Performance Metrics for Industrial Ethernet Devices


Thread Starter

Steve Cliff

Hi List: I need to generate a list of performance metrics for industrial TCP/IP/Ethernet devices for use in the qualification and testing of devices to assist designers in the properly engineering of industrial applications. And maybe stir things up a bit as well. I am NOT asking about *network* metrics, but *device* metrics. Devices have to be matched so that clients do not flood servers beyond processing capabilities. All producers together must not generate so much data at to load the network too heavily. Yet data must be generated and processed fast enough to support the process itself. How can a designer confidently engineer a specific industrial network without these parameters? Certainly no one would attempt to design a structure or mechanical motion system or process system without the engineering data for the components of the system. How can there be confidence in the resulting design without component data? Device metrics should be concrete, measurable, objective, complete, reproducible, and useful. Think of the specification sheets that go with any component device you use in your day to day work. Many are measured by the manufacturer of the device, but for each class of device there are clear metrics for each class of device. The specs are how you pick the devices that fit your application. Today, in many networking and communications situations, the only specification available is the protocol supported. And the choices are so limited, that the matching of protocols is the only specification that is considered. The components are bought, assembled, and then the nightmare of system integration begins to try to find a way for the system to work. We must move beyond the just the protocol toward full metrics that will allow engineering of networks that work first time, every time. So, what metrics have you ever seen used to characterize network devices? What metrics do you think would be useful? Maybe these would help, may they would not: Maximum total number of incoming packets per second. Maximum number of incoming packets per second directed to this device. Maximum total number of packets produced per second. Maximum delay from arrival of data from the network to its delivery to the outputs. Maximum delay between the value in a network packet and the corresponding input change. Maximum response time to a command (may vary by command type). Largest packet size accepted. Largest packet size produced. Think about it. What do you really want and need to know to design a device into an engineered industrial TCP/IP/Ethernet application? Thanks for your thoughts, Steve. ---------------------------------------------------------------- Steven B. Cliff title: VP, Research & Development Control Technology, Inc. email: [email protected] 5734 Middlebrook Pike web: PO Box 59003 voice: (865) 584-0449 x220 Knoxville, TN 37950 fax: (865) 584-5720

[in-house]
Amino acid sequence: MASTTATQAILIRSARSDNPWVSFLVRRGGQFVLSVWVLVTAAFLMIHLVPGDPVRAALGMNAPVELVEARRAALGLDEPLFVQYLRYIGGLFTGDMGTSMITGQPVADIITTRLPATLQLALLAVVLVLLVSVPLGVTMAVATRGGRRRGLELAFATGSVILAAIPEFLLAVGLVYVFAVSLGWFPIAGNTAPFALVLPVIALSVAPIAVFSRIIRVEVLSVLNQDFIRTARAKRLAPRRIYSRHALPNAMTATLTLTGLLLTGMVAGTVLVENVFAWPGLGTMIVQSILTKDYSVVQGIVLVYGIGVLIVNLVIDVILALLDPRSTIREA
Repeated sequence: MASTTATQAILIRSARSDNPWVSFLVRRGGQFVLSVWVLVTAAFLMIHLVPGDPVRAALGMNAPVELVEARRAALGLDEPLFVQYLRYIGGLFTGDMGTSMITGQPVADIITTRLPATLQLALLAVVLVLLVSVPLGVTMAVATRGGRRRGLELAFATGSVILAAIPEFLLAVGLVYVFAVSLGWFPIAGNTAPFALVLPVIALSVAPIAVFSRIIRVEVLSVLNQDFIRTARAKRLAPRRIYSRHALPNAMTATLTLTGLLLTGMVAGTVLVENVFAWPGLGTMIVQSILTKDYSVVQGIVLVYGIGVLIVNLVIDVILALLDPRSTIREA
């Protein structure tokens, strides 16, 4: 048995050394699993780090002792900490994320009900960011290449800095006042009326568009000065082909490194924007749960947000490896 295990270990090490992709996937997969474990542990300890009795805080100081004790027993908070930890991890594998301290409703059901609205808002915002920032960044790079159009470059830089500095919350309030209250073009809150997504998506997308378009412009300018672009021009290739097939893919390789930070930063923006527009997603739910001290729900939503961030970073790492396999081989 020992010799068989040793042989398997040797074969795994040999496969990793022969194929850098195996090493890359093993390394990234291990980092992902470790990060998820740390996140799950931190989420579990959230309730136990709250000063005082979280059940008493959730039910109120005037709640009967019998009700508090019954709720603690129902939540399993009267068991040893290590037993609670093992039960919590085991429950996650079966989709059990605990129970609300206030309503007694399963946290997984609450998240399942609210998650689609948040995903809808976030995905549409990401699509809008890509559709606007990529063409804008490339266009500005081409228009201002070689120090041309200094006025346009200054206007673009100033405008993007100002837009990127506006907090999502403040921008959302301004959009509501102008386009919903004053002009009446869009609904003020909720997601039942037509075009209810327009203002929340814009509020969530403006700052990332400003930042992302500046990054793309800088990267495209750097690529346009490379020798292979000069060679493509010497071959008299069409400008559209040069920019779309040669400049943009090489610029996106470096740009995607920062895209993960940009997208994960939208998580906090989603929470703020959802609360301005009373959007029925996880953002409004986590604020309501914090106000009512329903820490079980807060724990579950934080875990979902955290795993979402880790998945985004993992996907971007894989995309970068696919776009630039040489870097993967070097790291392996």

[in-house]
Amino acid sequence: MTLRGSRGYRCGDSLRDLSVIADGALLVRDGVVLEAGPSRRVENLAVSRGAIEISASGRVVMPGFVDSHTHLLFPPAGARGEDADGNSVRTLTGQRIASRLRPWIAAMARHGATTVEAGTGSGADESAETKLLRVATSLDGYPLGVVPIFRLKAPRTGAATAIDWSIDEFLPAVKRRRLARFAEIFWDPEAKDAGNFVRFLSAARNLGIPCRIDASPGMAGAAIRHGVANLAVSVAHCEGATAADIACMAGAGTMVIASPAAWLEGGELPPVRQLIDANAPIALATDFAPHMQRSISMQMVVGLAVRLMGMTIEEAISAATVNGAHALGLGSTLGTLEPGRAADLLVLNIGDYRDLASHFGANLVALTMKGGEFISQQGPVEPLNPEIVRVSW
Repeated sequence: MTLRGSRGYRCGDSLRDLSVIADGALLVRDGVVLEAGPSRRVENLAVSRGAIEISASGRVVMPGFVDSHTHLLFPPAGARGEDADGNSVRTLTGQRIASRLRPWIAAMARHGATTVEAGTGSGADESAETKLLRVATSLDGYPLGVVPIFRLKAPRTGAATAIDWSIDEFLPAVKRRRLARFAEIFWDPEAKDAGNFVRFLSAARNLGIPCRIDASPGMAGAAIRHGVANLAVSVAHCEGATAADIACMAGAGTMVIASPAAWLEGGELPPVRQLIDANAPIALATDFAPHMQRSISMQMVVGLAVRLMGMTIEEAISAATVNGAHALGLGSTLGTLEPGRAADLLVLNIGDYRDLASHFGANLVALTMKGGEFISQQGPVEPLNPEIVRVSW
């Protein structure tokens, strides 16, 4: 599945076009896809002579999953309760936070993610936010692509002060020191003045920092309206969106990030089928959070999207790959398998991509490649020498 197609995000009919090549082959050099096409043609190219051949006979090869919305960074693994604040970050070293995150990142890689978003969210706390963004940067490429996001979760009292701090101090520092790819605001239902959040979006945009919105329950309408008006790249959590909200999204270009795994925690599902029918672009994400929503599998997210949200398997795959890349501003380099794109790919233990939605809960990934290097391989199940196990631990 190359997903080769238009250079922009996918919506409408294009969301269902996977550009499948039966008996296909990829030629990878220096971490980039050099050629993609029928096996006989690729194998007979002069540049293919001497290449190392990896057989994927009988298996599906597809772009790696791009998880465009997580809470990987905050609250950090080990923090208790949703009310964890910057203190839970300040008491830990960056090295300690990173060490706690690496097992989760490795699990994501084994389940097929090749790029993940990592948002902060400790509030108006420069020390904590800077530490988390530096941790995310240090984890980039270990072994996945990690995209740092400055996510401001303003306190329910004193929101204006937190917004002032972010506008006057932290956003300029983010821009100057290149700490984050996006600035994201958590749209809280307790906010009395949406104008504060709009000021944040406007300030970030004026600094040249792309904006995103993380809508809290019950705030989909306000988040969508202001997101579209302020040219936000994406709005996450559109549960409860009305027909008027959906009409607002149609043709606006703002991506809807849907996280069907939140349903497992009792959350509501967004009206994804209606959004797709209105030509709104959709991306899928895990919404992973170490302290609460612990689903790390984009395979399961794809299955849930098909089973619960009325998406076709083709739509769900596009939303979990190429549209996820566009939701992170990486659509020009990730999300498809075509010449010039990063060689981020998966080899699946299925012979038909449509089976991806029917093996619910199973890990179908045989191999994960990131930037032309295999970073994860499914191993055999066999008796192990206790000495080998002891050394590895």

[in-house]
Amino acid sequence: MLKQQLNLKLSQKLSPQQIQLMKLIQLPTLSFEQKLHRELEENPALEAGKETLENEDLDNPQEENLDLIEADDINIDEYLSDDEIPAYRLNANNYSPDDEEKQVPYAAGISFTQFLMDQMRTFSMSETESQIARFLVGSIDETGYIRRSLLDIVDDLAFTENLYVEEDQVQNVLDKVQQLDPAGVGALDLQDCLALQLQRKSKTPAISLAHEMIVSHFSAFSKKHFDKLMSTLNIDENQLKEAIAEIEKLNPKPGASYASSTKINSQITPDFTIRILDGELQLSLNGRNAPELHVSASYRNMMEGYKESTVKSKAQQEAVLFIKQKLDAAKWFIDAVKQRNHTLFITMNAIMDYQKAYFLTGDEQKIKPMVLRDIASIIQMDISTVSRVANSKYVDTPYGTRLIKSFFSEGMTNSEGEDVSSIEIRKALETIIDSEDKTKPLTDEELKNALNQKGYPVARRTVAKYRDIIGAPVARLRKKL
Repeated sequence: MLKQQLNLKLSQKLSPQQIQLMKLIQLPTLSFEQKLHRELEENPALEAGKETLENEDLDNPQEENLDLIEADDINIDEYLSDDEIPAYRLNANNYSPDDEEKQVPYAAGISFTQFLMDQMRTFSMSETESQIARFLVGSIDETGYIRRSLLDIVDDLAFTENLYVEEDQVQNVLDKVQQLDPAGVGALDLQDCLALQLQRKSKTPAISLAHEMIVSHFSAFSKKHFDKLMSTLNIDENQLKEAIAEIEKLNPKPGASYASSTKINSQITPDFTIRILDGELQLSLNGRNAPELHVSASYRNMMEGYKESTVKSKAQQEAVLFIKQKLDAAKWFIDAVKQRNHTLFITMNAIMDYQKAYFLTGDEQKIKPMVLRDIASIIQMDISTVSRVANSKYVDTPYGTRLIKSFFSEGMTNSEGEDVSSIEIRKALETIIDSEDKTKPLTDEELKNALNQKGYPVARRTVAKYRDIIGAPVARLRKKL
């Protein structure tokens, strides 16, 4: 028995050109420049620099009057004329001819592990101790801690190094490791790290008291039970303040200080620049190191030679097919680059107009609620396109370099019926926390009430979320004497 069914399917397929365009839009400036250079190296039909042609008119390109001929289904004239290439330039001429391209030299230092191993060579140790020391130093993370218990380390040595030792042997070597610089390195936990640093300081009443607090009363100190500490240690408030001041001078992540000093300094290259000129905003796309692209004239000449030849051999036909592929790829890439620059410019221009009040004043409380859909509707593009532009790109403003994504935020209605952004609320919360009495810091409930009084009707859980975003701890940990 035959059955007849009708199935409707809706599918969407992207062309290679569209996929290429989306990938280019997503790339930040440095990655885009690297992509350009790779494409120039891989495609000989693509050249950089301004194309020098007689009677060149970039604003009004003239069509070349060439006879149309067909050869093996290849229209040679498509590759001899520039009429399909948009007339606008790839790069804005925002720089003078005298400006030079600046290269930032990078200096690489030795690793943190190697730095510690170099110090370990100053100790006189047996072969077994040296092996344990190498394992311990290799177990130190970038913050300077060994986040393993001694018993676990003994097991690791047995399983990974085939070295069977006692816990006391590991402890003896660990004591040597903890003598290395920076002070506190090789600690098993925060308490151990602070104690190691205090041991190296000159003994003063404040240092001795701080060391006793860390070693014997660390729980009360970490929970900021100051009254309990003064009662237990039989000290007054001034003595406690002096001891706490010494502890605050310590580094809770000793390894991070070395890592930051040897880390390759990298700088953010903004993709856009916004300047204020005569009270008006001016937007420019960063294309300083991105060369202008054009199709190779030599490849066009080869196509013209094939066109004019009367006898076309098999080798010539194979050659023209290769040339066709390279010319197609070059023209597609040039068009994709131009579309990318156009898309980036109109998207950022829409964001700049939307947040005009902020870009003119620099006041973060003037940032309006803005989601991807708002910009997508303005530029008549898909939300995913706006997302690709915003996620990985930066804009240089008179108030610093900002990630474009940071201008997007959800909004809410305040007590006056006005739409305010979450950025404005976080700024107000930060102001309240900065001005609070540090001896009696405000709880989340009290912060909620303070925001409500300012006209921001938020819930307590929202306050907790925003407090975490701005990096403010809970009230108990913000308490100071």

My guess is that the network metrics overwhelm the device metrics--you're not using TCP for a device net, you're using it more for an inexpensive, shared-infrastructure, well-understood MMI/fieldbus. For example, you may toss lots of traffic into the bit bucket before the stack discovers a missing RIP update (30 to 90 seconds) or missing route. And since TCP does it for you, you probably ought to flow control your data throughput by giving the stack only the receive buffers you can deal with and let the stack report that to the sender in the Window Size field of the TCP header. Once you get someone half way trained to tune this sort of stuff for the applications, comm. infrastructure, and number of devices on the network, the IS department hires him away at twice the salary. I wonder if there's a way to make this network of devices configure themselves by selecting the right values of the properties you enumerate. Perhaps there are different sets which optimize for throughput, or response time, or cost (in byte/packet counts). Best, B.O. Mar. 13, 2001 -- Robert Old, System Architecture, [email protected] Siemens Building Technologies, Inc., HVAC Division 1000 Deerfield Pkwy., Buffalo Grove, IL 60089-4513 USA Phone: +1(847)941-5623, Fax: +1(847)419-2401
This sounds like the specifications that are used for many of the existing industrial networks (AB RIO, Profibus, Interbus-S, DeviceNet, ControlNet, AS-I, etc.). Any of the CAN derived industrial busses have these types of specs. They use the basic CAN protocol and add system and device requirements (baud rates, Max. # of nodes, data (single or multiple packet) size, voltage, media, connectors, short circuit protection, standard device profiles (starters, general input/output devices, motor drives, HMIs, etc.). I once read about a study done that showed that if ethernet traffic was less than 10% used, it was as deterministic as any of the "Industrial" busses. Since there is no real Max. node count to ethernet, maybe a simple calculator can be devised to determine when you will be over the 10% for a given network. -- C. Thomas Wiesen [email protected]